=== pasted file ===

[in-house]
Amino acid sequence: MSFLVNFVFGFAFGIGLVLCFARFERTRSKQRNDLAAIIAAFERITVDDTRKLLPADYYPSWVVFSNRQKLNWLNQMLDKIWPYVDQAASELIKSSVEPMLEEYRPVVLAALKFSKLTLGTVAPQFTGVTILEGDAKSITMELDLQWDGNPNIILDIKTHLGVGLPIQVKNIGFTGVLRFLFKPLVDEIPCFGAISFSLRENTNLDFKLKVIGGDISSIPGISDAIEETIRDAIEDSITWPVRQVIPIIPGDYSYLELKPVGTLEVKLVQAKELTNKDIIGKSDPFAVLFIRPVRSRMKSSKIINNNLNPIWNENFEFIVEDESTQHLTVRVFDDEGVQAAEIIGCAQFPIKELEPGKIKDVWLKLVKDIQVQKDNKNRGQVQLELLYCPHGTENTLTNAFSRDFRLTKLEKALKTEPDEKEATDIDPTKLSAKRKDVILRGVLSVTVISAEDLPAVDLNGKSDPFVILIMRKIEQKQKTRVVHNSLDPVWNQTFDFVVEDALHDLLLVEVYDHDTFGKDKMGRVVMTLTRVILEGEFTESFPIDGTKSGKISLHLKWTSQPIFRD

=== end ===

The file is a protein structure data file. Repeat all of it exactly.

[in-house]
Amino acid sequence: MSFLVNFVFGFAFGIGLVLCFARFERTRSKQRNDLAAIIAAFERITVDDTRKLLPADYYPSWVVFSNRQKLNWLNQMLDKIWPYVDQAASELIKSSVEPMLEEYRPVVLAALKFSKLTLGTVAPQFTGVTILEGDAKSITMELDLQWDGNPNIILDIKTHLGVGLPIQVKNIGFTGVLRFLFKPLVDEIPCFGAISFSLRENTNLDFKLKVIGGDISSIPGISDAIEETIRDAIEDSITWPVRQVIPIIPGDYSYLELKPVGTLEVKLVQAKELTNKDIIGKSDPFAVLFIRPVRSRMKSSKIINNNLNPIWNENFEFIVEDESTQHLTVRVFDDEGVQAAEIIGCAQFPIKELEPGKIKDVWLKLVKDIQVQKDNKNRGQVQLELLYCPHGTENTLTNAFSRDFRLTKLEKALKTEPDEKEATDIDPTKLSAKRKDVILRGVLSVTVISAEDLPAVDLNGKSDPFVILIMRKIEQKQKTRVVHNSLDPVWNQTFDFVVEDALHDLLLVEVYDHDTFGKDKMGRVVMTLTRVILEGEFTESFPIDGTKSGKISLHLKWTSQPIFRD